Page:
Adaptation, adhesion and invasion during interaction of Candida albicans with the host. Focus on the function of cell wall proteins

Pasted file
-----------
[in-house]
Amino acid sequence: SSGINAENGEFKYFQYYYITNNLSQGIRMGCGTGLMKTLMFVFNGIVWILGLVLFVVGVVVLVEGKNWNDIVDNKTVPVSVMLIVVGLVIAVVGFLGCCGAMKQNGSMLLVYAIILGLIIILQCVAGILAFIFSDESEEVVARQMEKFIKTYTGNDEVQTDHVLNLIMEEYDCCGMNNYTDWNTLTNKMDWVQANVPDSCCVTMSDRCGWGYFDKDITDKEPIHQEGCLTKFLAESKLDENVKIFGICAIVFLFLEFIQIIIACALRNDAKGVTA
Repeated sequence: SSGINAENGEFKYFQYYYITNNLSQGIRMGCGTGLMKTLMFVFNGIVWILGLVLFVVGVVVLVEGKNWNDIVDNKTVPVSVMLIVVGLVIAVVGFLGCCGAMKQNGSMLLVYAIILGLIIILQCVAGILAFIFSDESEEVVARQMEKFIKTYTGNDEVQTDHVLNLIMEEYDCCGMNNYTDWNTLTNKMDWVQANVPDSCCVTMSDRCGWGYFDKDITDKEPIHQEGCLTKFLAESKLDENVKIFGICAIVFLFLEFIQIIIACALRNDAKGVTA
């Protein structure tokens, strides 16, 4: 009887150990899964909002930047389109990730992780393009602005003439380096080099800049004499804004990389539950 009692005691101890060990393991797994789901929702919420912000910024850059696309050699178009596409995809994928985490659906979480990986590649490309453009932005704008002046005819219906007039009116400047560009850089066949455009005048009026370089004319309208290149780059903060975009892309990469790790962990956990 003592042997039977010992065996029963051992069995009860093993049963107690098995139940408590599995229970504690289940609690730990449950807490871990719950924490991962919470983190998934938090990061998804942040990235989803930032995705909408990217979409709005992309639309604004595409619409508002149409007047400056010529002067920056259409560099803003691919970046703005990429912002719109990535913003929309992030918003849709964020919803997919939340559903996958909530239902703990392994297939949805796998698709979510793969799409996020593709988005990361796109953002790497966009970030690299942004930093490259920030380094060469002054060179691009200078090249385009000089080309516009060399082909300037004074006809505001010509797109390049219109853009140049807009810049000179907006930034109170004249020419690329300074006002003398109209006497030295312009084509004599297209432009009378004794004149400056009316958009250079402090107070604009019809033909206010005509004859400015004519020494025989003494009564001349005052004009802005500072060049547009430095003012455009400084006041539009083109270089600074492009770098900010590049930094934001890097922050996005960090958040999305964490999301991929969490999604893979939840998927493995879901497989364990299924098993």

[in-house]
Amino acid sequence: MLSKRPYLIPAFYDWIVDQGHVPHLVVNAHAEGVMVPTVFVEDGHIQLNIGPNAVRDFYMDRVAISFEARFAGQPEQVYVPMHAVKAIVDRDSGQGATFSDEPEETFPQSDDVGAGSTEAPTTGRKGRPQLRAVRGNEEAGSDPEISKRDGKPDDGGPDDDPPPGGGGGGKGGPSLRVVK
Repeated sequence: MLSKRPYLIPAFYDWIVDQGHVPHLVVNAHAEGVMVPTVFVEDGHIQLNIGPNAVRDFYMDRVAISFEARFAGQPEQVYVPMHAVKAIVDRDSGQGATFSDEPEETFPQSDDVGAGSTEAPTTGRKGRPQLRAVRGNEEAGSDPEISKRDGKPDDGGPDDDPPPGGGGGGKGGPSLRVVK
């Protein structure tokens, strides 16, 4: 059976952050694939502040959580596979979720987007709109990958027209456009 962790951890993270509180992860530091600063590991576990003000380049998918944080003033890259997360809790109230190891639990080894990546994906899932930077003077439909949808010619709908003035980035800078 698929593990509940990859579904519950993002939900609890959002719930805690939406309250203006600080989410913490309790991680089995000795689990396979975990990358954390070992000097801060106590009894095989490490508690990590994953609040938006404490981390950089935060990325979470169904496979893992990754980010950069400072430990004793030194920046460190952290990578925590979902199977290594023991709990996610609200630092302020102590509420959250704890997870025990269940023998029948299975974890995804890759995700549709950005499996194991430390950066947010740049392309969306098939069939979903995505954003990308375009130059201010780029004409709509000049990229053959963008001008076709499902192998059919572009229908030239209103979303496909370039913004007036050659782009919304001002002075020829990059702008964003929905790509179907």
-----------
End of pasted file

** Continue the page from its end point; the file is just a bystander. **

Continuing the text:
Infectious diseases have long been regarded as losing their threat to mankind. However, in the recent decades infectious diseases have been regaining grounds and are back in the focus of research. This is also due to the fact that medical progress has enabled us to treat and cure a much higher fraction of severe diseases or trauma, resulting in a significant proportion of temporarily or constantly immune-suppressed patients. Infectious diseases result from the interplay between pathogenic microorganisms and the hosts they infect, especially their defense systems. Consequently, immune-suppressed patients are at high risk to succumb from opportunistic infections, like Candida infections. To study the balance between host and C. albicans with regard to the establishment of disease or asymptomatic, commensal colonisation, we developed host-pathogen interaction systems to study both the adaptation of C. albicans to different epithelia as well as to investigate the sensors of the innate immune system, the pattern recognition receptors. These host-pathogen interaction systems, as well as some of the results gained are described in this review.